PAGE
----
No one seems to recognise the brutality of domestic and family violence, the appalling desire for guns and power, for state violence, the miseries of privilege and the pleasure of scapegoating the poor and impoverished, and where poverty is accepted, as in any way being at odds with a man who was actively non-violent.
A man who resisted violence; who spoke of love and was compassionate, forgiving and who accepted the consequences of his behaviour including torture, a sentence of death and who was killed. Who was, above all things, a disturber of the peace, including our peace.
What on earth has happened?
Mark shows us along with the other three Gospels, in all the Easter accounts, the risen Jesus makes not a single recriminating comment about the past, no demands for explanations, no desire to settle the score or to punish or kill the one who has offended or challenged.
Christ comments on the disciples being slow to believe he is living, but he never blames them for betraying him, for being scared, for not understanding or for continuing to behave in ways that show Christ’s words and way of life has really made little or no difference to us at all.
Our thinking, our words and behaviour show a breadth and depth of wilful blindness that enable us to ignore the message of Christ, so no wonder we run away.
Do you shout: ‘Christ is risen; he is risen indeed’? Or do we say it shakily, with uncertainty, acknowledging our own desire to crucify him and keep him dead instead so he does not disturb our peace?
The risen Christ shows us a world positively designed and structured for mercy, according to a new pattern laid down by an innocent man who returns from the dead without blame for the guilty, the sinner or the criminal, a God whose love for us pours out of the empty tomb. No wonder we struggle to believe.
If Easter is true in this way, it carries an extraordinary ethical and political obligation for all of us who desire to follow him to the cross and beyond.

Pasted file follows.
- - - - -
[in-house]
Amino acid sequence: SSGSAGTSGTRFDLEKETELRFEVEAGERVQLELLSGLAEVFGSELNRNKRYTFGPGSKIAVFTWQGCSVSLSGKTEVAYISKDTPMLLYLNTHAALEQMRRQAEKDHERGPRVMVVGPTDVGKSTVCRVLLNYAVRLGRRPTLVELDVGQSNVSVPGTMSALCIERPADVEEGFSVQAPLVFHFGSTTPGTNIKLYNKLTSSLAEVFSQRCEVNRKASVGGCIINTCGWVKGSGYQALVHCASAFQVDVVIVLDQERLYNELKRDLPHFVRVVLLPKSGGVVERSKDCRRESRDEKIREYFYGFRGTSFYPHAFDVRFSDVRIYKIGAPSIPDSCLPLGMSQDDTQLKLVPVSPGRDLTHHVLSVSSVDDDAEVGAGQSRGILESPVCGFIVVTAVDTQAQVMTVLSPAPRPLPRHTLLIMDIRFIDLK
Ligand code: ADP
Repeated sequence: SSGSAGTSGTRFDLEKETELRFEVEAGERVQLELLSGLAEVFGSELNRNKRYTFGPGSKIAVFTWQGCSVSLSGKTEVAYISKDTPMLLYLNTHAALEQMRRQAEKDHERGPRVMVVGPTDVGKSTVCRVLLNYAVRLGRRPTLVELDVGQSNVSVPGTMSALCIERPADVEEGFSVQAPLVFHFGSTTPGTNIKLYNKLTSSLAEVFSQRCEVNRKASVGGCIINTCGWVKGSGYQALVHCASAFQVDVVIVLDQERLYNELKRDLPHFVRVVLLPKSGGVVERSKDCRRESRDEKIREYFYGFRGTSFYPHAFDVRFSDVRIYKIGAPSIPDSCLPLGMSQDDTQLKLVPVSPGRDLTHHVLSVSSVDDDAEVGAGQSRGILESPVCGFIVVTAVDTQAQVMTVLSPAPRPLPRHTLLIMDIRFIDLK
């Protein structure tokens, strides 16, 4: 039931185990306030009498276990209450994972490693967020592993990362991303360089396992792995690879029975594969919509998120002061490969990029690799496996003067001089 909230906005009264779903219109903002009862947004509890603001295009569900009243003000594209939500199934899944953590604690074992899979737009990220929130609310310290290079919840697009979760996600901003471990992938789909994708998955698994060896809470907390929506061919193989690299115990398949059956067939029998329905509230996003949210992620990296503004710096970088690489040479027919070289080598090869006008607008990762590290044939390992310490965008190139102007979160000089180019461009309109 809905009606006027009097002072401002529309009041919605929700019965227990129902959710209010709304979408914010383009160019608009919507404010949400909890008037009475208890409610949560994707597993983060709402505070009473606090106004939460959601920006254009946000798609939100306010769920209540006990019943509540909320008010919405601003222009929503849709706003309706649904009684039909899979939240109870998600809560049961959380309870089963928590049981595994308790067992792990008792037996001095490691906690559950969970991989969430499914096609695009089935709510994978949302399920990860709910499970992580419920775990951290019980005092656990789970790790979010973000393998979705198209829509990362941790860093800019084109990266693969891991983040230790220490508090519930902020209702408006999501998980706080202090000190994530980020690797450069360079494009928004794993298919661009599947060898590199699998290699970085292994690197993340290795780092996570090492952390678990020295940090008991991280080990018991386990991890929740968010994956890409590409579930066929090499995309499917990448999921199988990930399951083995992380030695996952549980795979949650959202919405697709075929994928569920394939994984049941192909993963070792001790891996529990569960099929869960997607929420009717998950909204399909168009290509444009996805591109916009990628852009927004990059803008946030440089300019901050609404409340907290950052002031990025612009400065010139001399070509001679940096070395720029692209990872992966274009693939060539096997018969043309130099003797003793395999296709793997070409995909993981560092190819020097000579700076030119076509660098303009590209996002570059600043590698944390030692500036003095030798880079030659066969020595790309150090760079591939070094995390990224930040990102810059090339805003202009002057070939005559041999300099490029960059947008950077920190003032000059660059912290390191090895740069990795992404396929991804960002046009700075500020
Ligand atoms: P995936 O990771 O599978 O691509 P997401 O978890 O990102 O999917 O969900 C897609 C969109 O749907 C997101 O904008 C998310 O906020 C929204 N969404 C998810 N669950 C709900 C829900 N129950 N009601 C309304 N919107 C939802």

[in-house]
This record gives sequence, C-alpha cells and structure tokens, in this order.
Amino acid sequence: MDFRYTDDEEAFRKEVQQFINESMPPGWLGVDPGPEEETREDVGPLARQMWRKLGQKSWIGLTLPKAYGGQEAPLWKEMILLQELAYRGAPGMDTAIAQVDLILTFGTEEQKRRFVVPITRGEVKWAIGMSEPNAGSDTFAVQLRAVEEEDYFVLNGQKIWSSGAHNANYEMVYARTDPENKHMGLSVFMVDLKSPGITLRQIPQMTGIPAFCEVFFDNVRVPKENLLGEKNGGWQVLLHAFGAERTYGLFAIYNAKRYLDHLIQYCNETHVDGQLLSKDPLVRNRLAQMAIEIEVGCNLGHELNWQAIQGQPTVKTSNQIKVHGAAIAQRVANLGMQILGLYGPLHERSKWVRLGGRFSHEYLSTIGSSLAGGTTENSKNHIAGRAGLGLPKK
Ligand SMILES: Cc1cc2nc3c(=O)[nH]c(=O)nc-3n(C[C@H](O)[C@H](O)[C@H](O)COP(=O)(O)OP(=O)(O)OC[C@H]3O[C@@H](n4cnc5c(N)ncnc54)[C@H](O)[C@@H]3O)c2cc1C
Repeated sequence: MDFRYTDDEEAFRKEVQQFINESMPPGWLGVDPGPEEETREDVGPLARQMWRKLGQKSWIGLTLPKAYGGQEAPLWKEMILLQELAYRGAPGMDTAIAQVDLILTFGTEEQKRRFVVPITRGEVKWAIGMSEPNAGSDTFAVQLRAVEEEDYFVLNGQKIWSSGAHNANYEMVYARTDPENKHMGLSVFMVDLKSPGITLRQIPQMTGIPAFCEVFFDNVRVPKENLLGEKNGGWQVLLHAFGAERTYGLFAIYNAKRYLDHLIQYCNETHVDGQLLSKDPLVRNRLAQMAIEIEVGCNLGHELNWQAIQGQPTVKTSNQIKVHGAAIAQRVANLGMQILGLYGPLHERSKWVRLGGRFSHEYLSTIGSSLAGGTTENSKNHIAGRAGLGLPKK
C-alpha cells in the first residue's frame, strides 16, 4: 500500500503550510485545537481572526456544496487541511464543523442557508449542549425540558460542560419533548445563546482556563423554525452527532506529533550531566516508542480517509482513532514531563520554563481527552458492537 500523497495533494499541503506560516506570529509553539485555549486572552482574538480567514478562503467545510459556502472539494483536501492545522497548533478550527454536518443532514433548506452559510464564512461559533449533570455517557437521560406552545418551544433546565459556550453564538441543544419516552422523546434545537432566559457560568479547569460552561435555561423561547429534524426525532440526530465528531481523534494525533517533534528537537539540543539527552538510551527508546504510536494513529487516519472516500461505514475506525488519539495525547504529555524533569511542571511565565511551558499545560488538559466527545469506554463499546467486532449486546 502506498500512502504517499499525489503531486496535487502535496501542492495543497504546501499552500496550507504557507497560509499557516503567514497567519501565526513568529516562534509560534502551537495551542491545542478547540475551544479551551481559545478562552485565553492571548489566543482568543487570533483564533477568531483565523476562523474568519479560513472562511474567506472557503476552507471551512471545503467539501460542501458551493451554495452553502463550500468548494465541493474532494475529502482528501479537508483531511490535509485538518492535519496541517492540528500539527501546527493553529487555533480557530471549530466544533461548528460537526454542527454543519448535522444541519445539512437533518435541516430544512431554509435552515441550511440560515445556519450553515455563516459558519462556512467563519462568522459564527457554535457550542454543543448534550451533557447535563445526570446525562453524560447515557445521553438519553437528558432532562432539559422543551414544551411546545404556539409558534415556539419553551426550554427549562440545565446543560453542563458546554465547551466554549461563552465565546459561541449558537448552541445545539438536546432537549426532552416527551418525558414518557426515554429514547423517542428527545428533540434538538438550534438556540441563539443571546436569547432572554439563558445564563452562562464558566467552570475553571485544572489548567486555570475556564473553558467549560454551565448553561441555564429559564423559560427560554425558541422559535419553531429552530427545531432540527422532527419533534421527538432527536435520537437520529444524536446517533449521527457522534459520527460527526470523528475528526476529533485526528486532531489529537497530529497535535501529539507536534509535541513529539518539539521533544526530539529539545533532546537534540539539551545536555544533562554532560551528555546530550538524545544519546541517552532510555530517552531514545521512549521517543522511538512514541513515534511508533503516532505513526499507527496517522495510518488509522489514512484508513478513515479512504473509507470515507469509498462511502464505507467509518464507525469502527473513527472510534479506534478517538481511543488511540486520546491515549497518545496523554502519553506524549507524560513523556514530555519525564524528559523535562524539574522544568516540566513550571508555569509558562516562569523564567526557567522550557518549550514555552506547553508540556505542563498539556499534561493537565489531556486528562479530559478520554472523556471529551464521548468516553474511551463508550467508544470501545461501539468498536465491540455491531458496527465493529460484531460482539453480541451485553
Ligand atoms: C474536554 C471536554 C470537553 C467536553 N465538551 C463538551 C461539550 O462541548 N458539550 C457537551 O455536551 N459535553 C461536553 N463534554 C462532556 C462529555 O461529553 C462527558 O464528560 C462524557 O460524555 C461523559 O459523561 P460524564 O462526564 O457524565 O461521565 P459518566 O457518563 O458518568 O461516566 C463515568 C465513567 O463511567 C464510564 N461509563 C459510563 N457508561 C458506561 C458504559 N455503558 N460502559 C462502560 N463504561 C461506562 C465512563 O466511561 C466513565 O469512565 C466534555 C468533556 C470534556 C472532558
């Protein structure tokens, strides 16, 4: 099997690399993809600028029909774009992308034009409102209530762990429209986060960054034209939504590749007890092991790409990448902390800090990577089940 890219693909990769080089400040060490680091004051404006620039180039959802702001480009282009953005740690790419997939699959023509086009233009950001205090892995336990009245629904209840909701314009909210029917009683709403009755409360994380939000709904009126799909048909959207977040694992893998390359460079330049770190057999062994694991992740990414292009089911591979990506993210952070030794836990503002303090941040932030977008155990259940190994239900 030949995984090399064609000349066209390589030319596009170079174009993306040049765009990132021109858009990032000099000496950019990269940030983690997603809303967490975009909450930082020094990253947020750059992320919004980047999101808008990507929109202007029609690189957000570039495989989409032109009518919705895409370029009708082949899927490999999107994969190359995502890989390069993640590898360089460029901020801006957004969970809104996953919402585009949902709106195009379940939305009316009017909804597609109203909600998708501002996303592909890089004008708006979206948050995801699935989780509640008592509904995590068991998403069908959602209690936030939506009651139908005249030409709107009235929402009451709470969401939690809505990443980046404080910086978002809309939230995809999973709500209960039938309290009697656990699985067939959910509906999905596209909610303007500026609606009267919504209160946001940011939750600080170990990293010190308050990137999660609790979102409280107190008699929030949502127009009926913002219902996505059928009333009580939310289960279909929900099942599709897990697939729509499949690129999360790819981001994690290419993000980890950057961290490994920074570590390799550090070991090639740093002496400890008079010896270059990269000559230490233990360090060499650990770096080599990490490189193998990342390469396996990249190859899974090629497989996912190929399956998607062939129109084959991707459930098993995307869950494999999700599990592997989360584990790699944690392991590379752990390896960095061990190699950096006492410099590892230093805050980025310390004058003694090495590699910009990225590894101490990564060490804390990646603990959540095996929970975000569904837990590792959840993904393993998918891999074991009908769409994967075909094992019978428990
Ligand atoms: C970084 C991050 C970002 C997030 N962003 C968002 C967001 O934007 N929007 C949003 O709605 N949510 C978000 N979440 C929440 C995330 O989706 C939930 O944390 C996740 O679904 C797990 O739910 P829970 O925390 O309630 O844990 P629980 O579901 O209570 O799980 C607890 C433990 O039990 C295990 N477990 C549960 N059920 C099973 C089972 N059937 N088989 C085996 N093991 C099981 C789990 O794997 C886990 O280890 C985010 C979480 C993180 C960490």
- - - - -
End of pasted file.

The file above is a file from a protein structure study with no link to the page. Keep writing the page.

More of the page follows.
It proposes a way of relationships, both intimate and global, that is a long way from how empires behave today, with score-settling, hatred and violence, meanness and vindictiveness, cruelty, oppression, and discord. The terror of realising and accepting all Jesus has said is true. He is risen! God is alive with a message of salvation, of love and of living differently in God’s creation.
No wonder the disciples ran away.
As we contemplate the empty tomb, the ending of this Gospel, says comprehensively God was at work in Jesus, is still working through Jesus; and any expectation of completion of the story rests only with God. All things must and will come to fruition with God alone.
Our task is to go to Galilee together to wait.
The future is God’s; God does things for all creation that burst into our lives if only we can listen and see. Just so in Jesus’ resurrection. God raised Jesus, as God will do with all the dead in Christ. This is what God is able to do, as the promise and guarantee for the expected and believed future for us.
This becomes the foundation of Christian hope now.
So, it is important we do not believe the ‘happy ending’ is dependent on humans and our own limited capacities to ‘finish the story’, write the ending, or even to finish what Jesus started.
We don’t find our own way on our own. All hope and our way is dependent on God, Jesus’ God who can and will finish the story, for and with Jesus, whom God raised from the dead.
So, my sisters and brothers in Christ, the invitation is to go to Galilee where we will find Jesus waiting for us. We have been told Jesus has already gone ahead, and we need only to keep our eyes on Jesus as we step beyond this Gospel ending, to see Jesus as Jesus continues to tell our story.
Will you keep me company on the way?
The Lord is risen.
He is risen indeed. Allelujah.